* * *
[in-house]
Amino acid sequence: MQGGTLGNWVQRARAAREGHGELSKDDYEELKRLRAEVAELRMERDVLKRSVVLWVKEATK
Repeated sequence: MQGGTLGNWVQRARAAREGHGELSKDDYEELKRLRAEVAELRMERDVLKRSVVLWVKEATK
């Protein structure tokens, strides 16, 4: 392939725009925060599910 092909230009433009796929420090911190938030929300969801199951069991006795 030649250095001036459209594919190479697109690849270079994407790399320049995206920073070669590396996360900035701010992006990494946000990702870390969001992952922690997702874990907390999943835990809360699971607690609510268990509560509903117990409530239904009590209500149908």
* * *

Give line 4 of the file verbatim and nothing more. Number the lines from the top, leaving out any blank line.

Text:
């Protein structure tokens, strides 16, 4: 392939725009925060599910 092909230009433009796929420090911190938030929300969801199951069991006795 030649250095001036459209594919190479697109690849270079994407790399320049995206920073070669590396996360900035701010992006990494946000990702870390969001992952922690997702874990907390999943835990809360699971607690609510268990509560509903117990409530239904009590209500149908």